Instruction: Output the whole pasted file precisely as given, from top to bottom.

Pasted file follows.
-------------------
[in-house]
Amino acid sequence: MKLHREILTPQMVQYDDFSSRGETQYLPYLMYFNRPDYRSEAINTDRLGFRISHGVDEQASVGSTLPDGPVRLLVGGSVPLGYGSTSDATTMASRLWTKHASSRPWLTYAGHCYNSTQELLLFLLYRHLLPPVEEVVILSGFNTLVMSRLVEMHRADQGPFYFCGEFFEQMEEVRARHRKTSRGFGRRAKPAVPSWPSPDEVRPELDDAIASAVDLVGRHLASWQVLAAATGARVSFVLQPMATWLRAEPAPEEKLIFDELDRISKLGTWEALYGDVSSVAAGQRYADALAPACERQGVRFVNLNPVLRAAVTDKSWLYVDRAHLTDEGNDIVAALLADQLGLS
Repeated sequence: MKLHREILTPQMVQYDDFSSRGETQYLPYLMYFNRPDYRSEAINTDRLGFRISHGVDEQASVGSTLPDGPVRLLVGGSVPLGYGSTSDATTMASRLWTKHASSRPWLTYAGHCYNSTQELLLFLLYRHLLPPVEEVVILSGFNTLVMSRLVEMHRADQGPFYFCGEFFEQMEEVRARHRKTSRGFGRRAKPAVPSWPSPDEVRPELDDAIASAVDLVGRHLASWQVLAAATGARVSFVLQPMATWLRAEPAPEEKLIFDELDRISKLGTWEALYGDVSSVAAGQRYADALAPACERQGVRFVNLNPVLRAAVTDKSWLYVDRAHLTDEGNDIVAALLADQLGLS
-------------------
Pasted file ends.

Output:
[in-house]
Amino acid sequence: MKLHREILTPQMVQYDDFSSRGETQYLPYLMYFNRPDYRSEAINTDRLGFRISHGVDEQASVGSTLPDGPVRLLVGGSVPLGYGSTSDATTMASRLWTKHASSRPWLTYAGHCYNSTQELLLFLLYRHLLPPVEEVVILSGFNTLVMSRLVEMHRADQGPFYFCGEFFEQMEEVRARHRKTSRGFGRRAKPAVPSWPSPDEVRPELDDAIASAVDLVGRHLASWQVLAAATGARVSFVLQPMATWLRAEPAPEEKLIFDELDRISKLGTWEALYGDVSSVAAGQRYADALAPACERQGVRFVNLNPVLRAAVTDKSWLYVDRAHLTDEGNDIVAALLADQLGLS
Repeated sequence: MKLHREILTPQMVQYDDFSSRGETQYLPYLMYFNRPDYRSEAINTDRLGFRISHGVDEQASVGSTLPDGPVRLLVGGSVPLGYGSTSDATTMASRLWTKHASSRPWLTYAGHCYNSTQELLLFLLYRHLLPPVEEVVILSGFNTLVMSRLVEMHRADQGPFYFCGEFFEQMEEVRARHRKTSRGFGRRAKPAVPSWPSPDEVRPELDDAIASAVDLVGRHLASWQVLAAATGARVSFVLQPMATWLRAEPAPEEKLIFDELDRISKLGTWEALYGDVSSVAAGQRYADALAPACERQGVRFVNLNPVLRAAVTDKSWLYVDRAHLTDEGNDIVAALLADQLGLS